7. Future Generations

Perhaps this is true. But what happens when past generations have seeded something more sinister than shade-giving trees? There are many beliefs and practices that come back from the past to haunt the present. What seems like a great idea today might end up a burden on our children. Can you think of any gifts from the past which could spoil the future of your characters?

6. Immortality

No one lives forever. Yet. It’s no secret that science is working its way closer and closer to this ideal. What will happen to the world when our lifespans grow longer and longer? How will it change our use of land for food and habitation? Humans do not have to be the only gardeners, either. Perhaps gardening is a task entrusted to an immortal artificial intelligence system, too important to be left to our foolish, self-destructive species. What becomes of the immortal gardener? What challenges does it face in keeping us humans from destroying ourselves and everything around us?

5. Vision

It’s true. There is something incredible about the vision of the future required to design a beautiful garden. Emperors may been seen as gardeners themselves, of a kind. Where the green-thumbed herbalist cultivates plants to feed, heal, and inspire so, too, does the Emperor shape his empire. How might the garden inspire great leaders? Will we garden on spaceships hurtling towards an uncertain future on another planet?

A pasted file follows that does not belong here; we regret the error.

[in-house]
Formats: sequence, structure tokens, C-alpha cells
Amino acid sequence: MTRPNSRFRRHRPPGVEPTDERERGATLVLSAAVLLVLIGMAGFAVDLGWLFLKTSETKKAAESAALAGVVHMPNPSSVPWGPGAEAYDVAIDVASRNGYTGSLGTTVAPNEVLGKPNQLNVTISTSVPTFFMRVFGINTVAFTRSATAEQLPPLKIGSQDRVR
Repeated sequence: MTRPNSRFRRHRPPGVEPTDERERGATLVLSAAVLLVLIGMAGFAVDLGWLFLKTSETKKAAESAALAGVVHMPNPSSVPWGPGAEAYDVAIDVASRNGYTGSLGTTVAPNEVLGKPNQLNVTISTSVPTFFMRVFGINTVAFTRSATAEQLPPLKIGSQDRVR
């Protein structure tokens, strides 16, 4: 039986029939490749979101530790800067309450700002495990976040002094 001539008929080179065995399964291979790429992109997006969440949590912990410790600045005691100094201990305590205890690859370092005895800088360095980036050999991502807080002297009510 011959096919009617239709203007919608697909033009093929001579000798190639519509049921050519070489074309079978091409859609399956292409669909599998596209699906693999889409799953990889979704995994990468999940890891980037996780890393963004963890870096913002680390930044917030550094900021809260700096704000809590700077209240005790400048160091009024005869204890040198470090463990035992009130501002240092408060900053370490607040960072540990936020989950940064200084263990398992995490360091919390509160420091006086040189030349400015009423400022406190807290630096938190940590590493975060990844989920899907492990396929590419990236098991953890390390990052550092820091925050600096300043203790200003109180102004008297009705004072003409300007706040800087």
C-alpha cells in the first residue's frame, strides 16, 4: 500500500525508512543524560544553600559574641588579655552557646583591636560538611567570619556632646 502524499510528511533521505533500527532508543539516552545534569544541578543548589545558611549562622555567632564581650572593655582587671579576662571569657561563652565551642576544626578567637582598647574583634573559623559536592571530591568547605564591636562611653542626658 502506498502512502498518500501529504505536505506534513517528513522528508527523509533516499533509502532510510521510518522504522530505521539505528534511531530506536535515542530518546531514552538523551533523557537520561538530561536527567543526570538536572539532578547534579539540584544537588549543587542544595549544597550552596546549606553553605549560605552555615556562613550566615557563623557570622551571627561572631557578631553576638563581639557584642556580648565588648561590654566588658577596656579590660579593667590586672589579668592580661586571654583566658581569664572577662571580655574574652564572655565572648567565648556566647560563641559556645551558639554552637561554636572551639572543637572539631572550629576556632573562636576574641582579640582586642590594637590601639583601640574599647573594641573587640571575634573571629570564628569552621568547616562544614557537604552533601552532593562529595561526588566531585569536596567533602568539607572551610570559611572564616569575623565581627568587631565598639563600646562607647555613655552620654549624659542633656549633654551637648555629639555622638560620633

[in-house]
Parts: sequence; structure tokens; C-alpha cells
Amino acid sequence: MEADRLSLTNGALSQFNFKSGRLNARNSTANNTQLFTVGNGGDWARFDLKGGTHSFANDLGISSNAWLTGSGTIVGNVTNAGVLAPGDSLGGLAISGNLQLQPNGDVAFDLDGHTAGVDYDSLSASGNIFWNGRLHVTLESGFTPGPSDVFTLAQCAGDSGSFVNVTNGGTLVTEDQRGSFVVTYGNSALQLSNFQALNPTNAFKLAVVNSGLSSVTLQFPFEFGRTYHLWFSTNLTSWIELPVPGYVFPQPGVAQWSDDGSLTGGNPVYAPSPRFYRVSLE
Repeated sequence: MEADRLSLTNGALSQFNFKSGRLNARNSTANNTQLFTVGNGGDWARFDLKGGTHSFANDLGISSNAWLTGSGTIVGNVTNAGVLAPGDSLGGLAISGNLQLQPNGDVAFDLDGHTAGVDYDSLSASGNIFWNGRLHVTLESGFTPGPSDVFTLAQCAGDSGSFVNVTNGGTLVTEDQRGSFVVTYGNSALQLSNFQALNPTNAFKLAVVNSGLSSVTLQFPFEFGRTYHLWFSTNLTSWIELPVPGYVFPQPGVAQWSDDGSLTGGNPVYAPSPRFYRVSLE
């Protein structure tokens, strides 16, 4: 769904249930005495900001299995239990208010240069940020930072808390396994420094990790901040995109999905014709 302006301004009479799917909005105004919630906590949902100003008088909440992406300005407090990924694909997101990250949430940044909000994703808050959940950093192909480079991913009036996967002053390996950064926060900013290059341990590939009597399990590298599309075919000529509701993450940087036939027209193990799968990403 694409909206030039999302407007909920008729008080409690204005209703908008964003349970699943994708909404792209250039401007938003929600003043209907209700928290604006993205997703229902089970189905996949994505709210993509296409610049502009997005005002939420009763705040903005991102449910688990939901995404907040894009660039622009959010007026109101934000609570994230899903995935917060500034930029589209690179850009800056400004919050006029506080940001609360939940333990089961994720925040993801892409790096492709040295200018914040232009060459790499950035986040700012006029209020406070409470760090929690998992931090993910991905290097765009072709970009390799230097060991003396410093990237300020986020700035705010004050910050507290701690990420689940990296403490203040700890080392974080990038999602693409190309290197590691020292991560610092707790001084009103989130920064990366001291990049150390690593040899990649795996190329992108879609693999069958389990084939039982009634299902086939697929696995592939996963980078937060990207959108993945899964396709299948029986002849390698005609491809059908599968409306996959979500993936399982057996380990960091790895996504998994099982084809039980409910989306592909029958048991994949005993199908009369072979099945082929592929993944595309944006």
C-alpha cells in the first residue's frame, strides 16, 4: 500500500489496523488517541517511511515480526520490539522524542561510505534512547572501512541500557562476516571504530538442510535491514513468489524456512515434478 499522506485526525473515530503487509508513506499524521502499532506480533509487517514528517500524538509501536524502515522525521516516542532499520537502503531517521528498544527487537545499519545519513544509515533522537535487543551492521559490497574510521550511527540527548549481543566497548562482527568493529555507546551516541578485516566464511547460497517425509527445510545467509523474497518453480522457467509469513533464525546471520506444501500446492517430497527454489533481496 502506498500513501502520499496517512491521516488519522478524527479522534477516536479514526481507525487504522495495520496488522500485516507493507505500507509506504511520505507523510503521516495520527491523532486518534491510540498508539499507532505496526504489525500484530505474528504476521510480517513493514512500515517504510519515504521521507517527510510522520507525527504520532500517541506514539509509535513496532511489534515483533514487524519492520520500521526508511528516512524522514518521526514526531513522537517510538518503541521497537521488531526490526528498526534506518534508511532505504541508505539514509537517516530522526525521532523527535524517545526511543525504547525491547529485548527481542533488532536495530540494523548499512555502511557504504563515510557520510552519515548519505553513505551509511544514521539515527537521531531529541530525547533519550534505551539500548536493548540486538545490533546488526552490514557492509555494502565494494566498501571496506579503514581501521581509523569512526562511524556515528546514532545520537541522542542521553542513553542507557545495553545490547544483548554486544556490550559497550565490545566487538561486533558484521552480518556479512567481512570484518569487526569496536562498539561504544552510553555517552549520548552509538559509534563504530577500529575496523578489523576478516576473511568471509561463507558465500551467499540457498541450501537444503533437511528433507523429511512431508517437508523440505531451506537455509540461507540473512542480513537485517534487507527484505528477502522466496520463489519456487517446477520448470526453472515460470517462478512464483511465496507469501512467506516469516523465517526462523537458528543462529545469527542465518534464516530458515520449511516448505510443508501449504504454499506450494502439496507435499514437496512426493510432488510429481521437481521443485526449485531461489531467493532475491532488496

4. Back to Nature

Can you envision a future in which human beings embrace Mother Nature and follow Her lead? It is possible that we will learn from past mistakes. Rather than trying to control nature and assert our dominance over the planet, humanity may decide upon a cooperative future with this planet (or the next). Solarpunk has shown us that the future doesn’t have to be doom and gloom. How might humanity redeem themselves?